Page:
Published: 25/06/2013 16:03:16
SIR PURR A-LOT THE STRAY CAT WINS THE BATTLE
Sir Purr-a-lot, a three year-old black and white long haired cat, was found by the Cats Protection League with his left arm stuck through his collar and a nasty wound to his armpit. He was taken straight to the local veterinary clinic, where he met his devoted new owner, Amanda.
Vets at the clinic performed minor operations to de-bride and clean the wound in the hope that with care and attention it would heal on its own, when Amanda agreed to adopt him. Having been at the clinic for over 10 weeks, Amanda took pity on him, gave him a home, dressed his wound daily with Manuka honey and took him back to the vets for weekly inspections.
Despite the best efforts of Amanda and her husband to keep the wound clean, it still did not heal and multiple resistant microorganisms living in the wound were making Sir Purr-a-lot extremely ill. Fearful that they were running out of options for this poor cat, Sir Purr-a-lot was referred to the AHT for an expert surgical consultation.
Kelly Bowlt, of the AHT’s Soft Tissue Surgery team, explained that euthanasia was certainly not the only option left for this tough cat, but that she and her surgical team could perform an operation called a skin flap. This would cover the wound whilst reintroducing a blood supply to the area, which with a lot of rest, should heal well. The operation went smoothly, and Sir Purr-a-lot was able to return home five days later on strict room rest.
At first he seemed to be recovering extremely well and back to his normal self, however after a few days, it became apparent that the skin flap was not healing as expected and Sir Purr-a-lot was rushed back to the AHT. Amanda and her husband braced themselves to say goodbye to their dear friend.
However, Kelly suggested it could be repaired by performing a further procedure called an ‘omental drain’. This would involve taking a piece of the omentum, an organ within in the abdomen, and attaching it to the initial skin flap to improve the drainage of the wound and provide a natural source of immune system to the area.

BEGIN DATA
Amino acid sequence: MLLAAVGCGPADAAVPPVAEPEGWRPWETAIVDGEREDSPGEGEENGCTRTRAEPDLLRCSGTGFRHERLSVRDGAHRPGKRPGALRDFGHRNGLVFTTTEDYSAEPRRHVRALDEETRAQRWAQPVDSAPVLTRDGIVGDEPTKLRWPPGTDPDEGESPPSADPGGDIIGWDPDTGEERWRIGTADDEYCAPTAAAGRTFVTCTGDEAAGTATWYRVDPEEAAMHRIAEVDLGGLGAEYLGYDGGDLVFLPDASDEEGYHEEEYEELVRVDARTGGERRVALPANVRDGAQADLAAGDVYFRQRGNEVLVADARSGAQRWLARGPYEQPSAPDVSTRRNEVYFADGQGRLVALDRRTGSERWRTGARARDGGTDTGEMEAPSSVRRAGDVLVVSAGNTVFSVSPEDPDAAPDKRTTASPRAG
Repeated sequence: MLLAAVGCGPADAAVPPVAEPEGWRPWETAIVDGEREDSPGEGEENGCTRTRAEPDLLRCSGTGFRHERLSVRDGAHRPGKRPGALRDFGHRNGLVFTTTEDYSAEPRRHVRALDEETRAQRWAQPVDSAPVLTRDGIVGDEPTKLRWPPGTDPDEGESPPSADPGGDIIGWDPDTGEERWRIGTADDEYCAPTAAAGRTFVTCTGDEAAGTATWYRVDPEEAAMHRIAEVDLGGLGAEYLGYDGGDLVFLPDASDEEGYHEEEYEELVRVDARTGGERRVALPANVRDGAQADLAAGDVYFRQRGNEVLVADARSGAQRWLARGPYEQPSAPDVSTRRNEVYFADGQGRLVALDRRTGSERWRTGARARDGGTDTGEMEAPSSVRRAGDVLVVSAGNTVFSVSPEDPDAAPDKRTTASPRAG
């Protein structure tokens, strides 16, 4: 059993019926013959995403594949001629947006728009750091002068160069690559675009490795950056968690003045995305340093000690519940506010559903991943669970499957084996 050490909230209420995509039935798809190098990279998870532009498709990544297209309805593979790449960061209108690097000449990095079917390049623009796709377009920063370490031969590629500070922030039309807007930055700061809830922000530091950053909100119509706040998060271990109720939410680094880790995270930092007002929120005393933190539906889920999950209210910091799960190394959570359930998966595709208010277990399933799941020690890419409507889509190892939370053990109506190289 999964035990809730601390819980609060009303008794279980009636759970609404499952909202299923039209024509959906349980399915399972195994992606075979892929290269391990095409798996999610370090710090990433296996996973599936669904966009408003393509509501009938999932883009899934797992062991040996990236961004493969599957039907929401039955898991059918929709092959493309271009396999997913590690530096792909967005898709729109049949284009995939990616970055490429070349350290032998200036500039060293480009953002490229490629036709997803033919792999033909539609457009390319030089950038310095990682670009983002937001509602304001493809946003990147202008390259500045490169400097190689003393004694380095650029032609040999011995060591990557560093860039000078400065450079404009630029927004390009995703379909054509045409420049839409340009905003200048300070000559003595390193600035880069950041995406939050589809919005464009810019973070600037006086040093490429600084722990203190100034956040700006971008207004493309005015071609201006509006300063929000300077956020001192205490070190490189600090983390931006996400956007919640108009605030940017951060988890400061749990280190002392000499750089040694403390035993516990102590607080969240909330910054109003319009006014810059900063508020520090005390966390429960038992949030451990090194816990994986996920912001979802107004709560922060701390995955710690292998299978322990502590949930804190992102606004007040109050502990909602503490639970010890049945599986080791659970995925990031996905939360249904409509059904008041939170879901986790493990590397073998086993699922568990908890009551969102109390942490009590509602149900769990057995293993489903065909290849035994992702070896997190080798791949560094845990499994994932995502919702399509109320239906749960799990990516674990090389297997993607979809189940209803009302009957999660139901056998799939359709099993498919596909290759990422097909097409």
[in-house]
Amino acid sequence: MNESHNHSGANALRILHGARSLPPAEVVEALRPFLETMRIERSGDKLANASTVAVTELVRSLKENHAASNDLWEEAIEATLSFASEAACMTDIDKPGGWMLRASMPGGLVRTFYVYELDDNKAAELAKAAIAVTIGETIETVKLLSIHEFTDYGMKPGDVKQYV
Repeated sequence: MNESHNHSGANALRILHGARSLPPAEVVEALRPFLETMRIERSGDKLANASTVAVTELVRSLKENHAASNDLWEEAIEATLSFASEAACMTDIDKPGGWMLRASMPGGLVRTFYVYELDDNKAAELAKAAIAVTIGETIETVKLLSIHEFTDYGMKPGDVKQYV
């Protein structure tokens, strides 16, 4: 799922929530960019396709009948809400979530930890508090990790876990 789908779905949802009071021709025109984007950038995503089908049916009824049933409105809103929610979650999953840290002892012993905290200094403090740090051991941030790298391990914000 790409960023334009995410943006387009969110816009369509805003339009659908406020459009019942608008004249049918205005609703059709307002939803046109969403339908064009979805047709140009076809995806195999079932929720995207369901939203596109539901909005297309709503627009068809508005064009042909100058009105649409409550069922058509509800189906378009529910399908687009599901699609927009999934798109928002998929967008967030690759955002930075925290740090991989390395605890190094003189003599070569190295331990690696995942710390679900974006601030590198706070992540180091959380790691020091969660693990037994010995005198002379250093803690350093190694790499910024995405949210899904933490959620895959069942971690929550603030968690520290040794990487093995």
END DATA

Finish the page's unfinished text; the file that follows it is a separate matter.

Amanda and her husband decided that they couldn’t give up on Sir Purr-a-lot just yet, and to try one last attempt to fix the wound which had caused Sir Purr-a-lot so much suffering over the past nine months. After a further 10 days at the AHT to ensure that the second surgical site had healed properly, Sir Purr-a-lot was discharged home.
After six weeks of room rest where he could not jump or climb, Kelly was satisfied with the way the wound had healed and was able to remove Sir Purr-a-lot’s stitches. She said: “I’m so glad that Amanda and her husband opted for the second procedure; they had already been through so much caring for Sir Purr-a-lot daily, but they didn’t give up on him, which shows a tremendous amount of devotion to this once, stray cat.
“I’m delighted that we were able to help and that Sir Purr-a-lot is now living a normal, happy life again, free from injury with his family. He’s a very lucky boy.”
Looking back at the treatment, Amanda says: “Sir Purr-a-lot has been through so much pain and discomfort, but he is now a fluffy, vocal, loving and gentle character adored by all who meet him. We cannot express our thanks and praise enough to Kelly Bowlt and all at the AHT. I believe Sir Purr-a-lot is a great testament to their excellent work.”
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